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Conference paper - Peer-reviewed, 2016

Climate labelling and the importance of increased vegetable consumption

Ekelund Axelson, Lena; Spendrup, Sara


Nearly a third of the climate change impacts attributed to human consumption are believed to be caused by food and drink. Climate communication and marketing efforts have been the focus of an interdisciplinary research exploring how food retailers, in their unique intermediary role between producers and consumers, could guide consumers’ food choices in a more climate-friendly direction, with examples mainly from Sweden. Consumers are not aware of what actions are the most important from a climate point of view. A guide to more climate friendly protein choices (meat guide) was created within the project, with the aim of developing a way of informing about the environmental impacts of meat and other sources of protein. While food waste was considered an important issue, climate effects of transportation and packaging was of greater concern to the consumers in the study, who found it more important to buy local and seasonal food, and organic products, than to choose vegetarian alternatives. Observational studies in European stores, as well as interviews with representatives of Swedish supermarkets, revealed that direct climate messages were scarce. A recommendation to supermarkets is to promote vegetarian choices in store and develop the fruit and vegetable department. A novel suggestion is to encourage retailers to build on ambiguous categories and indirect messages, in particular local, seasonal and organic, in communicating climate mitigating behaviour and promote an increase in consumption of vegetables.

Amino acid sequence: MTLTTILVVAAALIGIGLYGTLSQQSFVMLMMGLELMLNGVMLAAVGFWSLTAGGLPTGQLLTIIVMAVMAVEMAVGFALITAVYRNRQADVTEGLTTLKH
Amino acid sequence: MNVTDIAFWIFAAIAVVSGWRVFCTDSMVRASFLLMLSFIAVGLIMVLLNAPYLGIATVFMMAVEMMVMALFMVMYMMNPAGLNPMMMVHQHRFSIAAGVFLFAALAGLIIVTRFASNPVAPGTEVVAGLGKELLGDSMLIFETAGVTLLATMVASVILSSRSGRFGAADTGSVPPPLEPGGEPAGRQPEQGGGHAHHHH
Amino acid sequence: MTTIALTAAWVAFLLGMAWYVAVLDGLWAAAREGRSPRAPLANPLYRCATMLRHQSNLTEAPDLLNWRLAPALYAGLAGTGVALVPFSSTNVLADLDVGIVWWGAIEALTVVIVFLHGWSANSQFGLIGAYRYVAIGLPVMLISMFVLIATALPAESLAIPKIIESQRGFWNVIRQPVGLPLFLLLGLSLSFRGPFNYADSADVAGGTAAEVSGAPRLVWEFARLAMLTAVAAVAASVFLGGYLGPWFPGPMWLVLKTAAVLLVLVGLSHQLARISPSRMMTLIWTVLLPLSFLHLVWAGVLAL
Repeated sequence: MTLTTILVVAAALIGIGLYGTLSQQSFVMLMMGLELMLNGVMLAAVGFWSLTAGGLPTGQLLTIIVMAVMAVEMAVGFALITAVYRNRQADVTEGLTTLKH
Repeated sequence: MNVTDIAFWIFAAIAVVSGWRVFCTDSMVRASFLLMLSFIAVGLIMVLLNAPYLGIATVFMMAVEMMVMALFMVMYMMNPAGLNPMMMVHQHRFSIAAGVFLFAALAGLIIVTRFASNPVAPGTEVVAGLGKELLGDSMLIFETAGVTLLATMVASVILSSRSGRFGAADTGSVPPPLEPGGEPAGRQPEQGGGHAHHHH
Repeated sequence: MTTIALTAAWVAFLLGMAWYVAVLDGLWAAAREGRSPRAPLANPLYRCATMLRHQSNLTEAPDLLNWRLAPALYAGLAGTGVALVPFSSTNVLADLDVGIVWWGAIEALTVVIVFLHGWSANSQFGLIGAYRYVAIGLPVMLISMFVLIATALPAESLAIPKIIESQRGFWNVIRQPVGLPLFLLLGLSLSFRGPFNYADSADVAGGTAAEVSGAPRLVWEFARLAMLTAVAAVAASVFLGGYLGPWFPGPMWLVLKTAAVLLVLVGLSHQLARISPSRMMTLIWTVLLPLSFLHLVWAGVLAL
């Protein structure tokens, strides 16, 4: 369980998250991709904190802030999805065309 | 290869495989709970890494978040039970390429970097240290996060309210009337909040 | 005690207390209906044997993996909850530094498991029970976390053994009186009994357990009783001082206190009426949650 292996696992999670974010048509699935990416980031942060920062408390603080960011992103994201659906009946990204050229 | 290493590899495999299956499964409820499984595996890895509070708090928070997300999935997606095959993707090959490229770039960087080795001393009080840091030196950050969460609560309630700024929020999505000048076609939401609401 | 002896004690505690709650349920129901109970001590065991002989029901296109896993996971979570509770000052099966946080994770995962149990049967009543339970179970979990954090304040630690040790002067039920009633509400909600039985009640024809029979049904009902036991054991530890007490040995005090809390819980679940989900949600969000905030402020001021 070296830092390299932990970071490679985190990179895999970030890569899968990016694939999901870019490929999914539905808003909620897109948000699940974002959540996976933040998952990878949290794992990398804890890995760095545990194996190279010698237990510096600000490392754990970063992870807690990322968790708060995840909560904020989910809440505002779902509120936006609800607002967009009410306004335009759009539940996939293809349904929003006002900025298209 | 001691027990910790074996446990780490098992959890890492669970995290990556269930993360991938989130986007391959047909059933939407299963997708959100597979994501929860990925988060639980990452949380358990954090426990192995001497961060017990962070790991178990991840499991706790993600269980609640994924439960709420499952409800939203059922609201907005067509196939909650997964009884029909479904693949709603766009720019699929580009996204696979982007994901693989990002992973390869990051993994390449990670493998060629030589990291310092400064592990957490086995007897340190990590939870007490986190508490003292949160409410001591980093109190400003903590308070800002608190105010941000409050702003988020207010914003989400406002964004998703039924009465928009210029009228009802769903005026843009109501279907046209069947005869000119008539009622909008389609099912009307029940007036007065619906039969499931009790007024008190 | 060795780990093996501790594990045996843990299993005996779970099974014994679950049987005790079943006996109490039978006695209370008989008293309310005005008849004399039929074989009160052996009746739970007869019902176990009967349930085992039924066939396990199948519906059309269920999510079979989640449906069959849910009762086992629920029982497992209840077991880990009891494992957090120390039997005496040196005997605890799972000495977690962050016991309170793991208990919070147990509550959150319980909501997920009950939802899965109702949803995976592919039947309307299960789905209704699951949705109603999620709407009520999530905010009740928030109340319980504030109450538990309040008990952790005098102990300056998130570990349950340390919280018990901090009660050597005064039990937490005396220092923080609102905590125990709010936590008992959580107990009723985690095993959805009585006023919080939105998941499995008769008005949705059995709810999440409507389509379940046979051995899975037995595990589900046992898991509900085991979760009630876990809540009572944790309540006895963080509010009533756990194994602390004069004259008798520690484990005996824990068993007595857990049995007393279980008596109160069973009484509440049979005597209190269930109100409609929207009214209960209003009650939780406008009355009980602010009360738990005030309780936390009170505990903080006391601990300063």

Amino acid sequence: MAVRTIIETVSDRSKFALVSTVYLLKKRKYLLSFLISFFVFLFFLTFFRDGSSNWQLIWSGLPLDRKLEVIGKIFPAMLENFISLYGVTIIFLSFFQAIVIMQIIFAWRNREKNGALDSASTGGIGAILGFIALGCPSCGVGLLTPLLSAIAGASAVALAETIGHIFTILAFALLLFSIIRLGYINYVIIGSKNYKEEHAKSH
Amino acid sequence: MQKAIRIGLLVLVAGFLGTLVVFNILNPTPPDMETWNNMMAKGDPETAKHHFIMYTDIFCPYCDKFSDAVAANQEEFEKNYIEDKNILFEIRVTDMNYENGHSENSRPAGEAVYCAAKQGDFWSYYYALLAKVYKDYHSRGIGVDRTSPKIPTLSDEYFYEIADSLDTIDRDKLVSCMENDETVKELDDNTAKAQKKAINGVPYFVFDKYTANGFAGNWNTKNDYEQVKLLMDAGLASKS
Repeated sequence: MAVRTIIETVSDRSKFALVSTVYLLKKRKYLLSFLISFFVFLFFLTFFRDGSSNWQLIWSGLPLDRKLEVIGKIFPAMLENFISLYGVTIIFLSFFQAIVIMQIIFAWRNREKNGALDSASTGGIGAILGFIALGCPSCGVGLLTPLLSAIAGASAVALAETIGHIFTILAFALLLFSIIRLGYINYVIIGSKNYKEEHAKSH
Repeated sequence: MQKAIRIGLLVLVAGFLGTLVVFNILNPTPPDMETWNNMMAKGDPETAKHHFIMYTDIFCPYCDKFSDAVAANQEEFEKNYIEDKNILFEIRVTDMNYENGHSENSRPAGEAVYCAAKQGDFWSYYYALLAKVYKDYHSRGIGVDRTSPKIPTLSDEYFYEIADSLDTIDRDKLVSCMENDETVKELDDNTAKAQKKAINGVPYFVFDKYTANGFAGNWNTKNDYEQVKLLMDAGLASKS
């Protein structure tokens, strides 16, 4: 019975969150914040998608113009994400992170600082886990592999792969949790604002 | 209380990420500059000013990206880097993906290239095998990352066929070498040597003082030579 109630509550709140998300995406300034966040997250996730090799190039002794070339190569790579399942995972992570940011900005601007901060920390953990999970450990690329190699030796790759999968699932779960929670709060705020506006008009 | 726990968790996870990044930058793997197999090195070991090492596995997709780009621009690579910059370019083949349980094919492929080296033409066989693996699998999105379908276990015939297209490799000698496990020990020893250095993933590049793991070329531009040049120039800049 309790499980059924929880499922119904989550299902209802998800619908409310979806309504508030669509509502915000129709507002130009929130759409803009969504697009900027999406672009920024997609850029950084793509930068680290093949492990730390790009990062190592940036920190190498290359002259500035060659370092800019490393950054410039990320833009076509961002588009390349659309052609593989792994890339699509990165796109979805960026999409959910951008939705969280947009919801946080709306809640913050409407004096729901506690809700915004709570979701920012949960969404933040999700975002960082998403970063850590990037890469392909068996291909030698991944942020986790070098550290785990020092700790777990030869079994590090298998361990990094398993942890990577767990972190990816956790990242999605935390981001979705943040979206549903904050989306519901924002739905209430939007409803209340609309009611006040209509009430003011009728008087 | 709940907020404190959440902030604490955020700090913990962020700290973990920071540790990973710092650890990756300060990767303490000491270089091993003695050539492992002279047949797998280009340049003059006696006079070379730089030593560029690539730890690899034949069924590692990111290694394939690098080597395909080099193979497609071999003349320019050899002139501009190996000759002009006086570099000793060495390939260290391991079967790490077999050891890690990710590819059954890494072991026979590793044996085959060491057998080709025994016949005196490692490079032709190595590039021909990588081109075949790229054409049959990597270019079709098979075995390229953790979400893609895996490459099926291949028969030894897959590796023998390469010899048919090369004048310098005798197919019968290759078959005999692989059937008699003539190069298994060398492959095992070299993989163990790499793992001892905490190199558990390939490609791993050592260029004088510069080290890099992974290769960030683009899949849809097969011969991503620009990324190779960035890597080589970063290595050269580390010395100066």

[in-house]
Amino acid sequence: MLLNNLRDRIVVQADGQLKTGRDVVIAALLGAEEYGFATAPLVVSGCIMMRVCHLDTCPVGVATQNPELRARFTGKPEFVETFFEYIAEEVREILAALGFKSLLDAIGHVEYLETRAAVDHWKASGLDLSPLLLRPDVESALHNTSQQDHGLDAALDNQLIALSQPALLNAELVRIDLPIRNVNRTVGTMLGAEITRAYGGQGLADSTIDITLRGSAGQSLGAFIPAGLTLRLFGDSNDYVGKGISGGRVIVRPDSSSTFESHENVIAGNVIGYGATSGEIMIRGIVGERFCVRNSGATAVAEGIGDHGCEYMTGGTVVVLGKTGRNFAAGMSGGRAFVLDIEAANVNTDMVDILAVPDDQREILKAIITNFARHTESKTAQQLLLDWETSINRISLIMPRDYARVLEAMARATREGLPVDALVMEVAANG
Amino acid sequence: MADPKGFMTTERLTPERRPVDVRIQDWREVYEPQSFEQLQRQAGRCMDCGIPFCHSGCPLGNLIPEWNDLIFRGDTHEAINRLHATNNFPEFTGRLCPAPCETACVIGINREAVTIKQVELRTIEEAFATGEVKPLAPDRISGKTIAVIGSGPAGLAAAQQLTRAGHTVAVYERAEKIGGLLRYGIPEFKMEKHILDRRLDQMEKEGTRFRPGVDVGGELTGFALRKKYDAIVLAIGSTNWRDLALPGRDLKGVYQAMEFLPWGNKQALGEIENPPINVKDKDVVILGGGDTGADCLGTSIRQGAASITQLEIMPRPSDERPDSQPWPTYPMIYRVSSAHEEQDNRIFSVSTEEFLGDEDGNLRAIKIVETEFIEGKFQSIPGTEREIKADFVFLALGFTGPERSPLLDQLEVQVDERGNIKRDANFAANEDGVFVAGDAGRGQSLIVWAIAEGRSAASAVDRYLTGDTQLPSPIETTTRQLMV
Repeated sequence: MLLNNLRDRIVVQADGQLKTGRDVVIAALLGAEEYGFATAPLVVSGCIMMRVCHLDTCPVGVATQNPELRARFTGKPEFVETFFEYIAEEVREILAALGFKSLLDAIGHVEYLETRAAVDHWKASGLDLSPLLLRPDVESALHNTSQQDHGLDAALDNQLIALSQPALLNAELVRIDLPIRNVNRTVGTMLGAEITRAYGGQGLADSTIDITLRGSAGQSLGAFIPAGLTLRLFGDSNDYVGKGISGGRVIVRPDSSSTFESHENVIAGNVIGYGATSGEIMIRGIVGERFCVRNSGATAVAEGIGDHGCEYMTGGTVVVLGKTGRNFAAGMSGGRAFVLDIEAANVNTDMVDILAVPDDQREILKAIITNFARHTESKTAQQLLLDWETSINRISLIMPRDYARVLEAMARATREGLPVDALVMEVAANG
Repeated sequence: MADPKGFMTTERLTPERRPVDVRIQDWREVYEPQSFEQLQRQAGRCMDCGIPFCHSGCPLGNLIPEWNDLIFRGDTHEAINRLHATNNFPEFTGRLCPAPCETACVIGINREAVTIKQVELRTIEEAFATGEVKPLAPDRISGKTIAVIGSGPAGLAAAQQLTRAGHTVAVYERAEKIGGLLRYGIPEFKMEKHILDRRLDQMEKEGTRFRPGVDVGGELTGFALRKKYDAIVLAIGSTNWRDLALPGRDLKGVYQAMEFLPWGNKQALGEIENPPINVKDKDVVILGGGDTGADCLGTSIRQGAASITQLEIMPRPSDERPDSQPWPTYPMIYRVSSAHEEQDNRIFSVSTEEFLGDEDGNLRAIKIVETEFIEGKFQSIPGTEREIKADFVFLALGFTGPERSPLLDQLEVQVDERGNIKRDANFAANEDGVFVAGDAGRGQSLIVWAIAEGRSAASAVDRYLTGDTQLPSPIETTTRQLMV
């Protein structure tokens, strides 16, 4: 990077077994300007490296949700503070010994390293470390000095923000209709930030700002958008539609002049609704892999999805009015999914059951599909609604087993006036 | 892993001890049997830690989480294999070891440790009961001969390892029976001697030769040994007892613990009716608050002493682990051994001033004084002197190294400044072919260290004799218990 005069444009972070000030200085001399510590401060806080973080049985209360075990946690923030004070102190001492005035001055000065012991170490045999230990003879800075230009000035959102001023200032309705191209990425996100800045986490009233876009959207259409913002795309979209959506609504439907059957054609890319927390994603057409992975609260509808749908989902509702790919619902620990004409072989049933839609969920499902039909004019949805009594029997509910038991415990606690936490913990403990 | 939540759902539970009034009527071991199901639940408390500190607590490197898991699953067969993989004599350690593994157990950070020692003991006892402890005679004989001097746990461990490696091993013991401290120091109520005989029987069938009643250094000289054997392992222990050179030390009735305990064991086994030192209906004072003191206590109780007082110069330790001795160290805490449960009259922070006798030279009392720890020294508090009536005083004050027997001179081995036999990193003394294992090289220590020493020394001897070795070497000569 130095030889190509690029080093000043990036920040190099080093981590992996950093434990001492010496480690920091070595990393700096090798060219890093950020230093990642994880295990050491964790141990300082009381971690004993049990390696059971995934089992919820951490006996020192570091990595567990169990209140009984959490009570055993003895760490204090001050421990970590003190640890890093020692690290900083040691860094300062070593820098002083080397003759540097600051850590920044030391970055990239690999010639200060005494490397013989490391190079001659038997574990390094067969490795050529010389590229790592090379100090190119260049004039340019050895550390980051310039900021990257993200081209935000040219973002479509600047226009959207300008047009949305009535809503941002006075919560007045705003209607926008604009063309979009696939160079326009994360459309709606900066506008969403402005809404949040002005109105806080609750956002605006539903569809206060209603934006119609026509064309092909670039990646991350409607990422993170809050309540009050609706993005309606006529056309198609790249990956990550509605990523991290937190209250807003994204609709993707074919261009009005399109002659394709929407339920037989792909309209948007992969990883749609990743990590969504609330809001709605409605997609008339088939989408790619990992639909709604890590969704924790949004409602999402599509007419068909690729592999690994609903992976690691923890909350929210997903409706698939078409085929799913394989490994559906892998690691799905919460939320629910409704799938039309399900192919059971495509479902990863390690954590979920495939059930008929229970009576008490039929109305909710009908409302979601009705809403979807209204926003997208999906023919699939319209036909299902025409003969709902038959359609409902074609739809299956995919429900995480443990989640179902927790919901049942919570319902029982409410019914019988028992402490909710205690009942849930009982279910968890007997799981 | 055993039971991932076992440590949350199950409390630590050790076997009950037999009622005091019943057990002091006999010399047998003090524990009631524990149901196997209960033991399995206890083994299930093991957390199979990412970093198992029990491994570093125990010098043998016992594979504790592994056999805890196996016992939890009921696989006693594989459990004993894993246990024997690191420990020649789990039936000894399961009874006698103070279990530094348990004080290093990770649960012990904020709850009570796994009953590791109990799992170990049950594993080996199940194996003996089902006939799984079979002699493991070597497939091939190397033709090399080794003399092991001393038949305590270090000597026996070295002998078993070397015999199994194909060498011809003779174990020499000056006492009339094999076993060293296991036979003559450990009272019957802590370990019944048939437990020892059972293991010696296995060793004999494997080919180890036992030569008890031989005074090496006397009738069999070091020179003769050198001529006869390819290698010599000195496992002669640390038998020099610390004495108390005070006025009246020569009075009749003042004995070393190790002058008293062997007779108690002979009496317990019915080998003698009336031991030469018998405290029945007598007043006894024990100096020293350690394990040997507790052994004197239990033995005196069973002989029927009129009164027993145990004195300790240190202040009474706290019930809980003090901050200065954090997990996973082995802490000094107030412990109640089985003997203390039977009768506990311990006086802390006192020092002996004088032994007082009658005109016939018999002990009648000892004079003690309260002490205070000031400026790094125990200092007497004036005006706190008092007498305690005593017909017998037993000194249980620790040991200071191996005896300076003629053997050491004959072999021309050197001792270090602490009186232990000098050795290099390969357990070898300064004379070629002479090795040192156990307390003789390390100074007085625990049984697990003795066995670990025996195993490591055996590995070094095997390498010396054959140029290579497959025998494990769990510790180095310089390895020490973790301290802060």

Food consumption, climate change, vegetables, meat guide

Published in

Acta Horticulturae
2016, Volume: 1132, number: 1132, pages: 191-197
Book title: Proceedings of the XVIII International Symposium on Horticultural Economics and Management
ISBN: 978-94-62611-11-5
Publisher: International Society for Horticultural Science


18th International Symposium on Horticultural Economics and Management

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